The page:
Author Archives: Margarida Azevedo, MSc

Researchers Push for Therapeutic Targets to Prevent Synapse Loss in Huntington’s, Alzheimer’s Diseases

Scientists at Boston Children’s Hospital have revealed the cellular and biological mechanisms involved in synapse loss in Alzheimer’s disease. By blocking certain agents involved in this process, scientists could halt synaptic loss, a discovery with therapeutic potential not only for Alzheimer’s, but also other diseases with loss of neuronal connections, including Huntington’s disease. The…

In Huntington’s Disease, Calcium Overload Leads to Mitochondrial Dysfunction and Cell Death

Researchers at Philadelphia’s Thomas Jefferson University investigated the physiological and pathological role of MICU1 (Mitochondrial Calcium Uptake 1), a protein that controls calcium by the mitochondria, a process involved in cell survival. Results suggest that strengthening this protein’s function and inhibiting mitochondrial calcium uptake could be a novel therapeutic approach…

Huntington’s Pathology Seen in Songbirds’ Neuronal and Behavioral Response to HTT Mutation

New Huntington’s research sheds light on the link between the effects of the disease’s underlying mutation on brain structure and function, and consequent behavior anomalies. Studying the gene mutation’s expression in a precise brain area of songbirds, scientists observed how the mutation affects specific neurons and changes behavior, findings that could lead to the…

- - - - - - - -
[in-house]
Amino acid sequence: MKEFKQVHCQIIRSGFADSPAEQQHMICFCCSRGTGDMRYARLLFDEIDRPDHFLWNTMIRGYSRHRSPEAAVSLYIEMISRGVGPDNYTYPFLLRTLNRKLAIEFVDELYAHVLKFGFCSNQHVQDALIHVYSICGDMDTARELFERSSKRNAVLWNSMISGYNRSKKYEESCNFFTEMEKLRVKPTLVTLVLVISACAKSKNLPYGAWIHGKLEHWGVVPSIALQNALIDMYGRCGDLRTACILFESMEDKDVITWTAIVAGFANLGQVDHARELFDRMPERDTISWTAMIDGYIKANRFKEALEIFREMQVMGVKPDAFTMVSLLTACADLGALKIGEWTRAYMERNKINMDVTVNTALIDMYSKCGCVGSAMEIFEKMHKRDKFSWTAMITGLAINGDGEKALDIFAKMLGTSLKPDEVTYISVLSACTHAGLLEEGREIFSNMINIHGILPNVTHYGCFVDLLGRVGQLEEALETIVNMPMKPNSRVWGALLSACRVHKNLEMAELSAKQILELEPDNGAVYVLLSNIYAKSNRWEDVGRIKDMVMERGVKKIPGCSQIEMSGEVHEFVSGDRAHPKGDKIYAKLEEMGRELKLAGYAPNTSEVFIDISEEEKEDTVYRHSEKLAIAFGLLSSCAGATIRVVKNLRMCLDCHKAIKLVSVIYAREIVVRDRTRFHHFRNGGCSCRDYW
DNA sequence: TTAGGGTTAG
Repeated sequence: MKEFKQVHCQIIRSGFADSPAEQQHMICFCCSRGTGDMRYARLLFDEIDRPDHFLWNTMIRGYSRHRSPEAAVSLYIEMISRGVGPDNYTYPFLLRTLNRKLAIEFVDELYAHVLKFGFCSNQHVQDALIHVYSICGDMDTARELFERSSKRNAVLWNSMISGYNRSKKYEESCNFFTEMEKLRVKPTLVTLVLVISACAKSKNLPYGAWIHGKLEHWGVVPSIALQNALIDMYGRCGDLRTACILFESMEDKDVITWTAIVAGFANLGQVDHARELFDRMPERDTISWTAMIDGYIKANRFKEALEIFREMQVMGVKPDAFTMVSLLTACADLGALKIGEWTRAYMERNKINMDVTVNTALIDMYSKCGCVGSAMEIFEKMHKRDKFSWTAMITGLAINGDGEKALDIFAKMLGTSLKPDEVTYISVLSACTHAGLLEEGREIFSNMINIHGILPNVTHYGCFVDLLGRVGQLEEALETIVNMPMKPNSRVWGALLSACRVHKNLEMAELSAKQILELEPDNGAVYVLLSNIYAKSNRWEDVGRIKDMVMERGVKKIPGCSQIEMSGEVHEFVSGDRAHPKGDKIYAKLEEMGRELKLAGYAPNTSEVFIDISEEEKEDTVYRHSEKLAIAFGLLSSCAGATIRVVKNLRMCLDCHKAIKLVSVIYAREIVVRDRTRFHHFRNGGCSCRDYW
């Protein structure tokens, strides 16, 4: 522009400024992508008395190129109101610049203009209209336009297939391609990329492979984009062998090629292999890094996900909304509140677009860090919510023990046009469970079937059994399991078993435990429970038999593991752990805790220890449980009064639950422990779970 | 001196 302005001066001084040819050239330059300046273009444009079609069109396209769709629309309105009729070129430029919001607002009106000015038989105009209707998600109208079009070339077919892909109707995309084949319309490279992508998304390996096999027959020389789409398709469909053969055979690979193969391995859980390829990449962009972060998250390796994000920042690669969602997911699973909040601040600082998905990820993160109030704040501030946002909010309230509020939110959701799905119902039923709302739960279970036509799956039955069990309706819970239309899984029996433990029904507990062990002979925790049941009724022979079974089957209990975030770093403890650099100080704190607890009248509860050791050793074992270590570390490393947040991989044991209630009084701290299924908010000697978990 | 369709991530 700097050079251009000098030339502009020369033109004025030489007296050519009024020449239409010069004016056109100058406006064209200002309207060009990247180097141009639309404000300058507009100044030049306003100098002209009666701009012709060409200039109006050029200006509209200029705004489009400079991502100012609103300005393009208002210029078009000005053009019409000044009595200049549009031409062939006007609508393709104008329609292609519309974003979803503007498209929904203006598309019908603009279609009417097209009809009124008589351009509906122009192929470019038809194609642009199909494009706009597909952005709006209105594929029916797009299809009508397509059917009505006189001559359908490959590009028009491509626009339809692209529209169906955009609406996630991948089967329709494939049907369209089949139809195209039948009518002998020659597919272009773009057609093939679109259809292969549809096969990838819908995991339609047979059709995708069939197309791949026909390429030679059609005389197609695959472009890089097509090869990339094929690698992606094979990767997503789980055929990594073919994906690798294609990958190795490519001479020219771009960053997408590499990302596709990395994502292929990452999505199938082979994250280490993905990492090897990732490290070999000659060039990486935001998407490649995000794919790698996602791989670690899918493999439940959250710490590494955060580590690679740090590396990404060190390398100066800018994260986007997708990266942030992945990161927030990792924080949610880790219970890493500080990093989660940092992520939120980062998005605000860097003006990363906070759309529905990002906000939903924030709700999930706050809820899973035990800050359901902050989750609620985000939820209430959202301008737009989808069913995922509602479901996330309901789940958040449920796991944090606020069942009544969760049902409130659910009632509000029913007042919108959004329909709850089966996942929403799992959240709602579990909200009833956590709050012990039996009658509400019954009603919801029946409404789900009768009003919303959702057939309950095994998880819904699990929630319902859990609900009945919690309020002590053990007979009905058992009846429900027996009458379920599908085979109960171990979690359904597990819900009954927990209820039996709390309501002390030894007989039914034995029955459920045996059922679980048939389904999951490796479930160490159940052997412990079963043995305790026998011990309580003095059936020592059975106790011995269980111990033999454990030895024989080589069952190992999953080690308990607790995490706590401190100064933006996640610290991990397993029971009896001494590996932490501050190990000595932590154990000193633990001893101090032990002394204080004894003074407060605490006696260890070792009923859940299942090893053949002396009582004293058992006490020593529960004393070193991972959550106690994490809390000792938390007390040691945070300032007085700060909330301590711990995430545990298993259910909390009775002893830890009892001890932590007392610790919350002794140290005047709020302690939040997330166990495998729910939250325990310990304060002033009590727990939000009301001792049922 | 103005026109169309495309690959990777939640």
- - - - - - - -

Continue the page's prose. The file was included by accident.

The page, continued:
Key Findings in Early Huntington’s Disease May Provide Clues for Research, Help Classify Puzzling Brain Disorders

Researchers have developed a computational cognitive classification method that allows the differentiation of pre-symptomatic Huntington’s disease patients from early onset patients and healthy subjects, an approach that demonstrates promise for classification and prediction of brain disorders. The research paper, “A Computational Cognitive Biomarker for Early-Stage Huntington’s Disease,” was published…

Protein Plaques in Huntington’s Patients Have Distinct Structures That Hint at Disease Mechanisms

Researchers found that the mutant huntingtin protein aggregates characteristic of Huntington’s disease have distinctive structural features, a discovery that might help to uncover the disease’s underlying mechanisms and lead to new therapies. The study, “Huntingtin exon 1 fibrils feature an interdigitated β-hairpin–based polyglutamine core,” was published in Proceedings of the National…